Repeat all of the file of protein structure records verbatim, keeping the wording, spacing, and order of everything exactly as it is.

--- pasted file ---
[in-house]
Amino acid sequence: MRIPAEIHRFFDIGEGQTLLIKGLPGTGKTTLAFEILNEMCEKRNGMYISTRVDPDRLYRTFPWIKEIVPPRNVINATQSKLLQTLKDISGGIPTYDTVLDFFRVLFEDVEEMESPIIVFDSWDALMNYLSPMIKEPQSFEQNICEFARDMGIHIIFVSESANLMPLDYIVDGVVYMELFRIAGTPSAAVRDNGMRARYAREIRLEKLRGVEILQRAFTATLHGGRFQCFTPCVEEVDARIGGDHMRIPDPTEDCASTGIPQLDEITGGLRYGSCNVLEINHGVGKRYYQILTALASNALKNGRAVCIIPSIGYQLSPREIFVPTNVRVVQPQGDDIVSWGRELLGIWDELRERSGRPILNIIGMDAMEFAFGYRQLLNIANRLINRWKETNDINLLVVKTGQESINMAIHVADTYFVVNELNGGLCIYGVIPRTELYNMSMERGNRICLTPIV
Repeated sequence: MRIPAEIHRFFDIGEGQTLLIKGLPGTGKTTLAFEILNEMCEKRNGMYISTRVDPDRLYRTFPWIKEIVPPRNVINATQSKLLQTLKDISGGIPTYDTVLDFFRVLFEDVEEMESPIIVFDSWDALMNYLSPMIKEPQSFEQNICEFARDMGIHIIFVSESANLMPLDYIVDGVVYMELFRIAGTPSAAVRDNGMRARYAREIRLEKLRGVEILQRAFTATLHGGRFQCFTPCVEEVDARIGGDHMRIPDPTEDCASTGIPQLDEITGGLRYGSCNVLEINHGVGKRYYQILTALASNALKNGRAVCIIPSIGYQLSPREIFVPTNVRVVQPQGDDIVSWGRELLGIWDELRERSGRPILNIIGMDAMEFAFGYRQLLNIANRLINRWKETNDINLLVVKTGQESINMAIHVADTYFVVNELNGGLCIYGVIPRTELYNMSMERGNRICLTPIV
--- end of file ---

[in-house]
Amino acid sequence: MRIPAEIHRFFDIGEGQTLLIKGLPGTGKTTLAFEILNEMCEKRNGMYISTRVDPDRLYRTFPWIKEIVPPRNVINATQSKLLQTLKDISGGIPTYDTVLDFFRVLFEDVEEMESPIIVFDSWDALMNYLSPMIKEPQSFEQNICEFARDMGIHIIFVSESANLMPLDYIVDGVVYMELFRIAGTPSAAVRDNGMRARYAREIRLEKLRGVEILQRAFTATLHGGRFQCFTPCVEEVDARIGGDHMRIPDPTEDCASTGIPQLDEITGGLRYGSCNVLEINHGVGKRYYQILTALASNALKNGRAVCIIPSIGYQLSPREIFVPTNVRVVQPQGDDIVSWGRELLGIWDELRERSGRPILNIIGMDAMEFAFGYRQLLNIANRLINRWKETNDINLLVVKTGQESINMAIHVADTYFVVNELNGGLCIYGVIPRTELYNMSMERGNRICLTPIV
Repeated sequence: MRIPAEIHRFFDIGEGQTLLIKGLPGTGKTTLAFEILNEMCEKRNGMYISTRVDPDRLYRTFPWIKEIVPPRNVINATQSKLLQTLKDISGGIPTYDTVLDFFRVLFEDVEEMESPIIVFDSWDALMNYLSPMIKEPQSFEQNICEFARDMGIHIIFVSESANLMPLDYIVDGVVYMELFRIAGTPSAAVRDNGMRARYAREIRLEKLRGVEILQRAFTATLHGGRFQCFTPCVEEVDARIGGDHMRIPDPTEDCASTGIPQLDEITGGLRYGSCNVLEINHGVGKRYYQILTALASNALKNGRAVCIIPSIGYQLSPREIFVPTNVRVVQPQGDDIVSWGRELLGIWDELRERSGRPILNIIGMDAMEFAFGYRQLLNIANRLINRWKETNDINLLVVKTGQESINMAIHVADTYFVVNELNGGLCIYGVIPRTELYNMSMERGNRICLTPIV